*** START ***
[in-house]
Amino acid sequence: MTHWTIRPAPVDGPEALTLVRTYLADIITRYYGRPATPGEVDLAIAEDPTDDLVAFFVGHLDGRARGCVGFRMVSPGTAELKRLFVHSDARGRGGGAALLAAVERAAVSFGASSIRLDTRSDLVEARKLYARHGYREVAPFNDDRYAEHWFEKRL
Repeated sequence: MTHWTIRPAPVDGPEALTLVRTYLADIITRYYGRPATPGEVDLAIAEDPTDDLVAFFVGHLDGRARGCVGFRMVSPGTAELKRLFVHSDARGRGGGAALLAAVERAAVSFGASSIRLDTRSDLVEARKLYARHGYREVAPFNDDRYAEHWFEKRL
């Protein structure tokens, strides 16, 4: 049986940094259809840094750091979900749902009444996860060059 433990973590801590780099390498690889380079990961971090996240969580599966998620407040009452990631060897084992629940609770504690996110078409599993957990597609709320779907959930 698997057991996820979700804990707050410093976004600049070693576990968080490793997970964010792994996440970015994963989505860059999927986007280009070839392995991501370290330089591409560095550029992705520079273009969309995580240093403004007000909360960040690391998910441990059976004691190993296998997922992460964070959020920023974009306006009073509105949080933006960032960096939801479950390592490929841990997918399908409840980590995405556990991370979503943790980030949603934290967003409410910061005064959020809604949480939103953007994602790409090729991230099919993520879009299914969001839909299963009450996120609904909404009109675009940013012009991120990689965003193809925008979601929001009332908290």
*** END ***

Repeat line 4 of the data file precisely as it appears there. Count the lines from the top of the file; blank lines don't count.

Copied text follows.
């Protein structure tokens, strides 16, 4: 049986940094259809840094750091979900749902009444996860060059 433990973590801590780099390498690889380079990961971090996240969580599966998620407040009452990631060897084992629940609770504690996110078409599993957990597609709320779907959930 698997057991996820979700804990707050410093976004600049070693576990968080490793997970964010792994996440970015994963989505860059999927986007280009070839392995991501370290330089591409560095550029992705520079273009969309995580240093403004007000909360960040690391998910441990059976004691190993296998997922992460964070959020920023974009306006009073509105949080933006960032960096939801479950390592490929841990997918399908409840980590995405556990991370979503943790980030949603934290967003409410910061005064959020809604949480939103953007994602790409090729991230099919993520879009299914969001839909299963009450996120609904909404009109675009940013012009991120990689965003193809925008979601929001009332908290």